In a majority of the installations, a short dryer duct length is not always possible. With excessive duct runs with many turns, the static pressure drop in the duct will be too high and reduce the amount of air that will be extracted from the dryer. The results are prolonged drying times, higher energy usage/costs, and excessive wear and tear on the dryer.
Typical residential dryers are rated at around 160 CFM. This rating is normally measured with no duct and no load in the dryer. Therefore, a booster fan is generally needed in order to maintain a minimum airflow of 100 cfm.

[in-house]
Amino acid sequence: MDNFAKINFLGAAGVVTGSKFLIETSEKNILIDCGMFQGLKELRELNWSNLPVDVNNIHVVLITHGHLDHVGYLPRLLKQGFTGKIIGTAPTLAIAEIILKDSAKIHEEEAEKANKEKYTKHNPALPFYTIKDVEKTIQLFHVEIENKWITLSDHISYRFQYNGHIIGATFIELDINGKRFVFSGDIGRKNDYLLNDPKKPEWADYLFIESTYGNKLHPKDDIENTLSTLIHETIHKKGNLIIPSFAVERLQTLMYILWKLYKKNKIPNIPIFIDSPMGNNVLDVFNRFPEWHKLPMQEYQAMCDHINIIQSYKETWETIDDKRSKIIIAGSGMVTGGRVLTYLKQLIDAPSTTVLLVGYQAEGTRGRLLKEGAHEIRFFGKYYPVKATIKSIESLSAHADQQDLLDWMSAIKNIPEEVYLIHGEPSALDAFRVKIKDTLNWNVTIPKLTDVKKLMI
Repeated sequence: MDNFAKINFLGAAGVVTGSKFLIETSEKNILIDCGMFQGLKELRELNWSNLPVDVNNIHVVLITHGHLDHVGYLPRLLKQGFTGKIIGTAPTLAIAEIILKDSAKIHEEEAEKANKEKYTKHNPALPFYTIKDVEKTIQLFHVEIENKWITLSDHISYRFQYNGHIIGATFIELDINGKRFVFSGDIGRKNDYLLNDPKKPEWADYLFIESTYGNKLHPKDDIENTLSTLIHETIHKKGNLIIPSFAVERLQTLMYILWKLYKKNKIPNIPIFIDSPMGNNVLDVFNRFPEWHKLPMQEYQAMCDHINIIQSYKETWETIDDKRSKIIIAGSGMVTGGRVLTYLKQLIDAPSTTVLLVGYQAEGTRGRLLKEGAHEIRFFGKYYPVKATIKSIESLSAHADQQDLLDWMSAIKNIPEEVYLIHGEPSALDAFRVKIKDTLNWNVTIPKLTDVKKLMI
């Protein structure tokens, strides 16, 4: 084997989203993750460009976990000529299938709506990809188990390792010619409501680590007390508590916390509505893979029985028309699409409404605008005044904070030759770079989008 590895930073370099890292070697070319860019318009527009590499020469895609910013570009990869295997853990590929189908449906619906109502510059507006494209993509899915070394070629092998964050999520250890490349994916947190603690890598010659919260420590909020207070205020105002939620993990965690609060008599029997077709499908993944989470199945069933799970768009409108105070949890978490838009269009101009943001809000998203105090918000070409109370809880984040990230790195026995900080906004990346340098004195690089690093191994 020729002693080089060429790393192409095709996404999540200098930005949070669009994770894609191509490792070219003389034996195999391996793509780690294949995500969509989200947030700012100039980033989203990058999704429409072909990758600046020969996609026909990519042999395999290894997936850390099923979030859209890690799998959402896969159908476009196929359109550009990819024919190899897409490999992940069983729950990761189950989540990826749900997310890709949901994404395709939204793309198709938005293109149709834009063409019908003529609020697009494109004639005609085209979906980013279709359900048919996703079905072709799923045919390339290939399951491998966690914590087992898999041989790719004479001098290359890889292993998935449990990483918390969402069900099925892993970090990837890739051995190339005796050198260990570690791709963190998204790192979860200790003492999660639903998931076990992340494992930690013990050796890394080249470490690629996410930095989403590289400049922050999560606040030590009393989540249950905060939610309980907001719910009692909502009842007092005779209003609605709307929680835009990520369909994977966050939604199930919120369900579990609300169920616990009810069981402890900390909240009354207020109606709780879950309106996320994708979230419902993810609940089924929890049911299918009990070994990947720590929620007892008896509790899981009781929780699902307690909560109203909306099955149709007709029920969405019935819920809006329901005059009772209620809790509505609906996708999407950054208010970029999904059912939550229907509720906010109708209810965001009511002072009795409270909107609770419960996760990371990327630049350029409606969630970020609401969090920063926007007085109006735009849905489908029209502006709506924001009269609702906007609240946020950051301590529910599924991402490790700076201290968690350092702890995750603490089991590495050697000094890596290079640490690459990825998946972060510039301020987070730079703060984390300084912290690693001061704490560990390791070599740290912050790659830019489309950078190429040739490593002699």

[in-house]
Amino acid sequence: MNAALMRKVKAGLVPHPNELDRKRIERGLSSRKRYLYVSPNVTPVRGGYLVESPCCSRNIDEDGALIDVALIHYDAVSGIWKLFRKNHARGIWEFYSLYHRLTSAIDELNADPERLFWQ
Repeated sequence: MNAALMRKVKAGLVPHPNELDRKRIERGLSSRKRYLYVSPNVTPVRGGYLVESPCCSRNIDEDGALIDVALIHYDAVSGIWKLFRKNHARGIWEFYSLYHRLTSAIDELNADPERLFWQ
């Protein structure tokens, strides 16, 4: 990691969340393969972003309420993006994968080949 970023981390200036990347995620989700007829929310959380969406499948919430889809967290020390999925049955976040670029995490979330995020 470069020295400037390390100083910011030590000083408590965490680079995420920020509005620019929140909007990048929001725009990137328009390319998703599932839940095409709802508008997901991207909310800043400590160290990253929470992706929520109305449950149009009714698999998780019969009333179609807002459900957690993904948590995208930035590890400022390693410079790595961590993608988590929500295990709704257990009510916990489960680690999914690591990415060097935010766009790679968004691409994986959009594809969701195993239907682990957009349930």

|Dryer boosting is typically required when the duct length exceeds the following:
Maximum duct length with
0 bends = 25'
1 bend = 20'
2 bends = 15'
3 bends = 10'
The solution is to install a dryer booster fan in-line in the existing duct, preferably 15 feet or more from the dryer. A current sensor is used to sense if the dryer is turned on. If the sensor senses current to the dryer, the fan is started. Once the dryer stops, a timer is activated and the fan will continue to evacuate moisture and lint from the duct for seven minutes.